Ask most people what the word Innsbruck means to them and they will say snow and snow sports – after all, the city has staged the winter Olympic Games twice, and it remains one of the world’s most popular ski and snowboard hubs, with key ski resorts close by.
What many people don’t know is that summers in the capital of the Austrian Tyrol are a delight, with warm temperatures showing the beautiful city and its stunning mountain backdrop in a very different light. Summer is when Innsbruck becomes a favourite among hikers and other visitors keen to explore this once royal city, the surrounding mountains and the Tyrolean lakes.
Innsbruck’s significant cultural roots date back to the 15th century when the Imperial court moved to the city following its designation as capital of the Tyrol.
There is much remaining evidence of this regal past, led by the Imperial Palace (now a museum), built around 1460 and redesigned in the latter half of the 18th century, and the impressive hillside Schloss Ambras, home to Archduke Ferdinand in the latter part of the 16th century.
Modern-day attractions include the highest zoo in Europe, the picturesque Stubai Valley tram ride, and – of course – the mountains themselves. The Nordpark cable railway will take you from the centre of the city to the mountaintop with its breathtaking views.
Eat and Drink
The mix of about 25,000 students, 120,000 permanent residents and thousands of visitors, winter and summer, means plenty of places to eat and drink catering to all budgets and ranging from local specialities to more international flavours and classic European fine dining in an elegant setting.
For a truly traditional experience, look out for the taverns (gasthaus). They are usually family owned, serving Tyrolean fare for a reasonable price. Favourites include schnitzel, pork with caraway seeds, grostl – a hash of potato, onion and bacon – pot roasts, savoury and sweet dumplings and strudels, all washed down with one of numerous types of beer, of course.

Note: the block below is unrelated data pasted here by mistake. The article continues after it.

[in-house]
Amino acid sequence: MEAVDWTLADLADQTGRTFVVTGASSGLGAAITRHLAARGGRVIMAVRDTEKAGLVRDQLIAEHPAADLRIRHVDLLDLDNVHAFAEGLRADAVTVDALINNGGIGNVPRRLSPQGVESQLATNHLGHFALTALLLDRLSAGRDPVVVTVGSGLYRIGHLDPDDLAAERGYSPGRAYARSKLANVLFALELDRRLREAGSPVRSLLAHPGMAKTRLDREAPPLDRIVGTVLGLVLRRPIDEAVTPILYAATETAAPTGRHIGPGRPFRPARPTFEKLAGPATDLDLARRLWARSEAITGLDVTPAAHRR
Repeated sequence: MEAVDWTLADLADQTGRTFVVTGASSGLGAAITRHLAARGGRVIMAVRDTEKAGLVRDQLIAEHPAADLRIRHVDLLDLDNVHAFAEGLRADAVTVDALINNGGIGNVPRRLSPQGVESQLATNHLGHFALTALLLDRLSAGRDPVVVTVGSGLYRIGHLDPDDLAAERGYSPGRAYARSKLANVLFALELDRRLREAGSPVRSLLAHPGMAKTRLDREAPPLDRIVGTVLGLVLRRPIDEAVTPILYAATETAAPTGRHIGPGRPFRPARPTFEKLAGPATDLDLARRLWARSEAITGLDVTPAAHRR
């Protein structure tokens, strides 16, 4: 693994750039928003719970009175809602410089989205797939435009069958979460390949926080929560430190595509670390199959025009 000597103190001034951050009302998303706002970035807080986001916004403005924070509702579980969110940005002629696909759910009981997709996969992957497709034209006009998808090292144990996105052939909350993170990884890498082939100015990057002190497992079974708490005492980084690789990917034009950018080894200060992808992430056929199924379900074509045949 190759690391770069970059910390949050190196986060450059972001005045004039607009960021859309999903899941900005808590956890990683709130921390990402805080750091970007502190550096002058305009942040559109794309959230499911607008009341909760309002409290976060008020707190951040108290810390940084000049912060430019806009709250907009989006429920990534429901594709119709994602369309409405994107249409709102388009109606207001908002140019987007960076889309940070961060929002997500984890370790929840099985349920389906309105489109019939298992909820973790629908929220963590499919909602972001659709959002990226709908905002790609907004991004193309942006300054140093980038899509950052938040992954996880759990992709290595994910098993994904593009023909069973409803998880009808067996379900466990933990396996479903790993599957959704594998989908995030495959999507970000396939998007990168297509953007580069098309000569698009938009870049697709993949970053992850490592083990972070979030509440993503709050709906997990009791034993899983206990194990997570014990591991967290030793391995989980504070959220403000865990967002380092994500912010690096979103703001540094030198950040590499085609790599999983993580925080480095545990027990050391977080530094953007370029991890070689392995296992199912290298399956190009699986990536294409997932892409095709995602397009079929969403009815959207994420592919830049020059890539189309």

Where to Stay
Innsbruck caters to a huge shifting population so you are unlikely to have any difficulty finding a place to stay. Hotels range from budget to five star, with some familiar international brands. The biggest concentration is in the compact city centre with additional options in the Old Town, an attraction in its own right with its medieval history and twisting laneways (many vehicle free).
Those visitors wishing to limit cost by self-catering will also find a range of apartment-style accommodation on both sides of the River Inn, including private rooms as well as homes for rent. Farm stay is another option and a great way to experience Tyrolean life.
There are plenty of places to shop, but if souvenirs and handicrafts are top of your list a selective look through the stores in the Old Town should meet your needs.
If you have a taste for more high street-type shopping, such as fashion, footwear and jewellery, Innsbruck has its share of shopping centres.
Head to Maria-Theresien-Strasse for its stores and the newly opened, six-level Kaufhaus Tyrol which offers shopping as well as superb cafes, or to Rathaus Galerian which promises to “make shopping easy”. Think Lacoste, H&M, Esprit and Lindt among many others, all within easy walking distance of one another.
Innsbruck Like a Local
The city takes its name from the River Inn that essentially hugs the Old Town and city centre in the curve of a bend in its course. A walk taking in the river promenades, some of Innsbruck’s most historic buildings and maybe the Botanic Gardens and other green spaces is a great way to while away some time. The mountain views are a continuous joy. The water provides further pleasures in summer with lots of watersports on the nearby, achingly beautiful Tyrolean lakes.